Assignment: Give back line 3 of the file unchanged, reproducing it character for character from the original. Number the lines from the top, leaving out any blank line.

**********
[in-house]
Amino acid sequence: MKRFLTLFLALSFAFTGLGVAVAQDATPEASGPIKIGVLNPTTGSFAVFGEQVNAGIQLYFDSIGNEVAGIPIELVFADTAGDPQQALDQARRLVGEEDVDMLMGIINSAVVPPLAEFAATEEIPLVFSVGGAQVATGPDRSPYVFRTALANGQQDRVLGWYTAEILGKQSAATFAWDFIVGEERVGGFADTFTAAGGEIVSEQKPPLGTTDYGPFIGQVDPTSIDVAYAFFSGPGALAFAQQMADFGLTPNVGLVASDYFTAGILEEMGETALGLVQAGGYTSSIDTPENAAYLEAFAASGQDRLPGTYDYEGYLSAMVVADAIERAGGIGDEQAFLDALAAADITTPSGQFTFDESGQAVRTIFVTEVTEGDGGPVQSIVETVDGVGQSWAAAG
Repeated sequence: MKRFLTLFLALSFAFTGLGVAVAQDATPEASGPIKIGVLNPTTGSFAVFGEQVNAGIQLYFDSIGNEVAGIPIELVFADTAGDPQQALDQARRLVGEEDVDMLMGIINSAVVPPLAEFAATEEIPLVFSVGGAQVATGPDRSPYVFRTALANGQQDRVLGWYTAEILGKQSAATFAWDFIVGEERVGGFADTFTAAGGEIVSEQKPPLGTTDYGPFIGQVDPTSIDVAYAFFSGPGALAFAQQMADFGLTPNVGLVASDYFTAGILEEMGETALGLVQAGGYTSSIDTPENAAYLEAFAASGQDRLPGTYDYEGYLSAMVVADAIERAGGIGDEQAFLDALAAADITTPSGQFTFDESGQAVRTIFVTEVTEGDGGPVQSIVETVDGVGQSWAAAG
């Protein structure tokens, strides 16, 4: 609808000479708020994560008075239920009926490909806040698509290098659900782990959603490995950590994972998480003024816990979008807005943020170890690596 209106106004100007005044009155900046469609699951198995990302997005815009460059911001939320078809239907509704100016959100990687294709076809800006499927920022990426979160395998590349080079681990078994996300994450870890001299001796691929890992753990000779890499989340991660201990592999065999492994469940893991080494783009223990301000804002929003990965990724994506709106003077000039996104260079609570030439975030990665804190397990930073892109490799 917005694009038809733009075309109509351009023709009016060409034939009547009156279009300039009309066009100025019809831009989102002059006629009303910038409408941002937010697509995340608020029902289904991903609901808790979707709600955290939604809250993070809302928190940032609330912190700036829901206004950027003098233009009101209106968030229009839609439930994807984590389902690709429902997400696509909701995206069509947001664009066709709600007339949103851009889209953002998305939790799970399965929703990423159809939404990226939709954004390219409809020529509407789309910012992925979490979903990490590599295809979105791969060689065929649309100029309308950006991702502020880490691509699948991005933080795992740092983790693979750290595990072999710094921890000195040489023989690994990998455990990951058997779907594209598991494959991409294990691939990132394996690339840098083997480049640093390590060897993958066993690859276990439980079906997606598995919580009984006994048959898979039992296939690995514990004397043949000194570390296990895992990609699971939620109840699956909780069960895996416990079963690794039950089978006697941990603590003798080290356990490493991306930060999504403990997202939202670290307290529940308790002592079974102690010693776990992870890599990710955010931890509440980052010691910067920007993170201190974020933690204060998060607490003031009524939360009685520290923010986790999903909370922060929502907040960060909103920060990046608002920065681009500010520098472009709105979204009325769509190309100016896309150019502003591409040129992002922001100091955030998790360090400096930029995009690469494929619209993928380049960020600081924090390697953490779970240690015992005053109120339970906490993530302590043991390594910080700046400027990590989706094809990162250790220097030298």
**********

Repeated sequence: MKRFLTLFLALSFAFTGLGVAVAQDATPEASGPIKIGVLNPTTGSFAVFGEQVNAGIQLYFDSIGNEVAGIPIELVFADTAGDPQQALDQARRLVGEEDVDMLMGIINSAVVPPLAEFAATEEIPLVFSVGGAQVATGPDRSPYVFRTALANGQQDRVLGWYTAEILGKQSAATFAWDFIVGEERVGGFADTFTAAGGEIVSEQKPPLGTTDYGPFIGQVDPTSIDVAYAFFSGPGALAFAQQMADFGLTPNVGLVASDYFTAGILEEMGETALGLVQAGGYTSSIDTPENAAYLEAFAASGQDRLPGTYDYEGYLSAMVVADAIERAGGIGDEQAFLDALAAADITTPSGQFTFDESGQAVRTIFVTEVTEGDGGPVQSIVETVDGVGQSWAAAG